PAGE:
July 2012 | Volume 54 | Number 7
Mining the Research
- The Principal Perspective: Full Report. The Center for Public Education. (April 2012). This study examines the roles of principals and focuses on how they have drastically changed over the years. In addition to managerial duties, principals now take a more hands-on approach to student achievement. The study shows that the more effective a principal is, the more likely students will be to perform to high standards. The report also shows that high-poverty schools tend to have principals who have more influence on daily classroom duties.
- "Recess and Reading Achievement of Early Childhood Students in Public Schools."
Education Policy Analysis Archives. (April 2012). This research looked at whether recess length played a role in reading achievement, concluding that it had little or no effect on end-of-the-year reading test scores. The study found that higher-income schools and white students tended to have longer recesses than Hispanic and black students in lower-income districts. The researcher did suggest that having one or more recesses a day totaling 45 minutes is the ideal amount of time for students and the balancing of classroom instruction.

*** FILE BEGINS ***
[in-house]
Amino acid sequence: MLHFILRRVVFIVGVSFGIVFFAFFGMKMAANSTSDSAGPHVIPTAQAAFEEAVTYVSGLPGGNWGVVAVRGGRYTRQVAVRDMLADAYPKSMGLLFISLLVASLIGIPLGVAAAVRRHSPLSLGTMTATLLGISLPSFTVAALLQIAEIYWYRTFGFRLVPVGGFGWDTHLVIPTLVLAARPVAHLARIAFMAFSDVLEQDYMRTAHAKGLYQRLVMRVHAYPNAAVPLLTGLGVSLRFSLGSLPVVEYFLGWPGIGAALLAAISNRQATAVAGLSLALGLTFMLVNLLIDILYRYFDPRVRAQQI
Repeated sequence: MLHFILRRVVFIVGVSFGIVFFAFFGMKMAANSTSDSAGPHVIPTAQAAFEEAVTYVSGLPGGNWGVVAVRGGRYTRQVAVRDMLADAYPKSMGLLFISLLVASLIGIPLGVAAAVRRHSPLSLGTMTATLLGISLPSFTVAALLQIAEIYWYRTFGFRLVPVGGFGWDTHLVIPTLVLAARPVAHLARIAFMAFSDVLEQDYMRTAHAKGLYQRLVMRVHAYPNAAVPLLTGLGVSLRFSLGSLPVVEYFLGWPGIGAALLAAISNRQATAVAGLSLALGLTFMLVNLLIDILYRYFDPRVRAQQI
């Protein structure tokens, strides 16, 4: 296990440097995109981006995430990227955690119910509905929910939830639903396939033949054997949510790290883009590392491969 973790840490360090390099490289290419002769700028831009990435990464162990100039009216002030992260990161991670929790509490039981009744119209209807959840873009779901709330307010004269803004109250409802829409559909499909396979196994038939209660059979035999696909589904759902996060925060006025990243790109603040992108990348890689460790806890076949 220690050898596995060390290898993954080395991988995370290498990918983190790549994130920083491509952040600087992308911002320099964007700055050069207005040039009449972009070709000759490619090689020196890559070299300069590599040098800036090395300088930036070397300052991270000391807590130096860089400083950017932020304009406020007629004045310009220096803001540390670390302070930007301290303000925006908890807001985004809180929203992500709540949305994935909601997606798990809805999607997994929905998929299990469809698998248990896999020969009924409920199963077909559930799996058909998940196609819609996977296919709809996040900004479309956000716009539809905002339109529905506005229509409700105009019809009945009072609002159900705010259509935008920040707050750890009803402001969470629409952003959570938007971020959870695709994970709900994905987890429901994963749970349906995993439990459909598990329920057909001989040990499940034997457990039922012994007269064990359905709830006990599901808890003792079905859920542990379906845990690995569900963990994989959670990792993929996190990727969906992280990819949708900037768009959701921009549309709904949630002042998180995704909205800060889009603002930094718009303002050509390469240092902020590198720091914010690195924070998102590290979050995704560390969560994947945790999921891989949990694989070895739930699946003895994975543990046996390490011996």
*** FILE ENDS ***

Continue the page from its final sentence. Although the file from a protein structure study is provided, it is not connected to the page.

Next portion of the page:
- Moving High-Performing Teachers: Implementation of Transfer Incentives in Seven Districts (PDF). Institute of Education Sciences. (April 2012). This study looked at the first findings of the U.S. Department of Education's Talent Transfer Initiative. Teachers with high value-added scores were offered bonuses of up to $20,000 to transfer to low-performing schools. Seven school districts offered the incentives, and teachers began applying for the program. However, of the only 24 percent of eligible teachers who applied, only 6 percent ended up transferring.